CROSSOVER DOG QUESTIONS
(for Whole Dog Journal)
by Deborah A. Jones, Ph.D.
My first performance dog (obedience, agility,
pet therapy) was a crossover. She was an adult rescue and I was
her third home. Being a physically tough Labrador Retriever Katie
was basically able to tune out and withstand any unpleasant training
techniques. She simply shut down and did nothing. Many called
her stubborn because of this tendency. When I switched completely
to clicker training, her whole attitude and demeanor changed.
She earned a CDX in obedience (and one Utility leg), competed
successfully in agility (but had to be retired due to an injury),
and was a fantastic therapy dog. She still, at age 12, loves to
play 101 things to do with a box.
I would estimate that 95% of my human and canine
clients were crossovers. When people contacted us for information
on our classes I sent them a handout explaining a bit about clicker
training and how it differs from traditional methods. People were
very eager to find a way to train that didn’t involve force
The differences between crossover dogs and dogs
who have always been trained using positive methods are fairly
easy to see. Usually, crossover dogs have learned from their traditional
training that “when in doubt, it’s best to do nothing”.
If they’ve been punished for making mistakes in the past,
they have learned the concept that trying new things gets you
in trouble. So they become passive and wait to be told/shown exactly
what to do. Dogs who have been exposed only to positive methods,
however, are willing and eager to try new things. They are active
in the training process, rather than waiting for explicit instructions.
They also tend to be creative, which is a great asset when trying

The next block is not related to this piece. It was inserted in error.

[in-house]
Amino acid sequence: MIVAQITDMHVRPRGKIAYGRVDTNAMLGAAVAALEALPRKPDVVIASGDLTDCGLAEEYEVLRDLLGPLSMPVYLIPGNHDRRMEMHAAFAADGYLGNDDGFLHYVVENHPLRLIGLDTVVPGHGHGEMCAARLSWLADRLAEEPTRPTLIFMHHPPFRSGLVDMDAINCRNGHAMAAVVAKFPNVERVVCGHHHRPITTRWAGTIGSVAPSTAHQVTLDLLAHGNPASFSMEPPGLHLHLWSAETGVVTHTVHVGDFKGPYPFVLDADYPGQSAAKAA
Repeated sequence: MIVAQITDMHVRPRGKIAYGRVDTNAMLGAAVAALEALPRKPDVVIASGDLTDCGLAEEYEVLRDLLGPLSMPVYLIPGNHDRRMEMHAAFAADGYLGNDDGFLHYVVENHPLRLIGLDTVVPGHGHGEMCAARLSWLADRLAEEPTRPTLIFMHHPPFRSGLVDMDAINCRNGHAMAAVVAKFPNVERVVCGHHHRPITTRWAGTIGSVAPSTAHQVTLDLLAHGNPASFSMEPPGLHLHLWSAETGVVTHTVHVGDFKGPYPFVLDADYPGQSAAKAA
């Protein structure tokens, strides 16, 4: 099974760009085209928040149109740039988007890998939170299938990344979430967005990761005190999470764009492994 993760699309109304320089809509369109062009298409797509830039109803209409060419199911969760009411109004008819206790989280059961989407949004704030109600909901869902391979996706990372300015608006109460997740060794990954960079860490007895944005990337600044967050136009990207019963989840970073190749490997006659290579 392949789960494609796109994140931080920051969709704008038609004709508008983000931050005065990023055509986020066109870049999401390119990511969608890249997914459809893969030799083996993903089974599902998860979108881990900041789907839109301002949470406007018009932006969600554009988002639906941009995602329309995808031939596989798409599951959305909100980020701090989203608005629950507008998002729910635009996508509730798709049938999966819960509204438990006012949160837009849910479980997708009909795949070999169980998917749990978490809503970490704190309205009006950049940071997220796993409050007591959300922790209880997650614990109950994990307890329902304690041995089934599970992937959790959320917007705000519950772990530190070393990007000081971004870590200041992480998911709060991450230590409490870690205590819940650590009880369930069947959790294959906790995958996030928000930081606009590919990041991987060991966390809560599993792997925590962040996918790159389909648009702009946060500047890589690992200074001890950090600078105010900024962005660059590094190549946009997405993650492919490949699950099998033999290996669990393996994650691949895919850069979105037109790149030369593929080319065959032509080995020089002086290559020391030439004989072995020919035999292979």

to shape or capture new behaviors.
Even though I had been exposed to lots of traditional
training techniques in the past, I had never been a traditional
trainer. And once I went to college and learned about classical
and operant conditioning, I knew that most of the stuff I saw
happening that would be labeled traditional was not only ineffective,
but unfair to the dog, and often completely counterproductive.
I truly believe that educating the human half of the team in the
basics of learning theories is the key to fun and successful training.
I didn’t find it difficult to use primarily
positive reinforcement in my training, because that fits with
my desire to interact with my dogs in a cooperative and gentle
way. With my clients, I see them struggle because they have accepted
the myth that effective dog training must involve force, compulsion,
and intimidation. But, as soon as they see that there is another
way, most are very willing to give it a try, and are happy with
I would tell owners of crossover dogs to be
patient. Your dog has to unlearn old information before he can
completely participate in your new way of training. Progress should
occur on the dog’s timetable, not yours. Let your dog have
plenty of opportunity to discover that trying new things is reinforced,
not punished. Let go of the idea that you control the training
process, and let your dog be an active participant.
Deborah A. Jones, Ph.D.
Assistant Professor of Psychology, Kent State University Stark
to Articles Index
© 2005 K9inFocus.com
Built and Maintained by Pet
| About | Books
& Videos | Reviews | Workshops
| Calendar | Seminar
Contact Form | Photos | Articles